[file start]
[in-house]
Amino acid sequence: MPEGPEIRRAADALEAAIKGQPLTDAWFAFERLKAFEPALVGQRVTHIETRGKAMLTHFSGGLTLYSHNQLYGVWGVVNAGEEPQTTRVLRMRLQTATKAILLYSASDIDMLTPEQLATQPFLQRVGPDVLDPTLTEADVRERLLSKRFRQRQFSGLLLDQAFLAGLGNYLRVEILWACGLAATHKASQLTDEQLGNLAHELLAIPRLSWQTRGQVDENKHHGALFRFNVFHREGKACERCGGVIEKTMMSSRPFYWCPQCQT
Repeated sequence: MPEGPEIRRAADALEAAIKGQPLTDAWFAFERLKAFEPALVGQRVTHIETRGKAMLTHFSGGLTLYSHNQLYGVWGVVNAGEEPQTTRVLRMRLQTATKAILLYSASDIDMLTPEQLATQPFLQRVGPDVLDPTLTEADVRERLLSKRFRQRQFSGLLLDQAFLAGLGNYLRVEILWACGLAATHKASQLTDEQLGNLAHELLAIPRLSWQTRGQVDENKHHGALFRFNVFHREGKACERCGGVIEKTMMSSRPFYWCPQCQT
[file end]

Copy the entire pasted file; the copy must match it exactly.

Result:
[in-house]
Amino acid sequence: MPEGPEIRRAADALEAAIKGQPLTDAWFAFERLKAFEPALVGQRVTHIETRGKAMLTHFSGGLTLYSHNQLYGVWGVVNAGEEPQTTRVLRMRLQTATKAILLYSASDIDMLTPEQLATQPFLQRVGPDVLDPTLTEADVRERLLSKRFRQRQFSGLLLDQAFLAGLGNYLRVEILWACGLAATHKASQLTDEQLGNLAHELLAIPRLSWQTRGQVDENKHHGALFRFNVFHREGKACERCGGVIEKTMMSSRPFYWCPQCQT
Repeated sequence: MPEGPEIRRAADALEAAIKGQPLTDAWFAFERLKAFEPALVGQRVTHIETRGKAMLTHFSGGLTLYSHNQLYGVWGVVNAGEEPQTTRVLRMRLQTATKAILLYSASDIDMLTPEQLATQPFLQRVGPDVLDPTLTEADVRERLLSKRFRQRQFSGLLLDQAFLAGLGNYLRVEILWACGLAATHKASQLTDEQLGNLAHELLAIPRLSWQTRGQVDENKHHGALFRFNVFHREGKACERCGGVIEKTMMSSRPFYWCPQCQT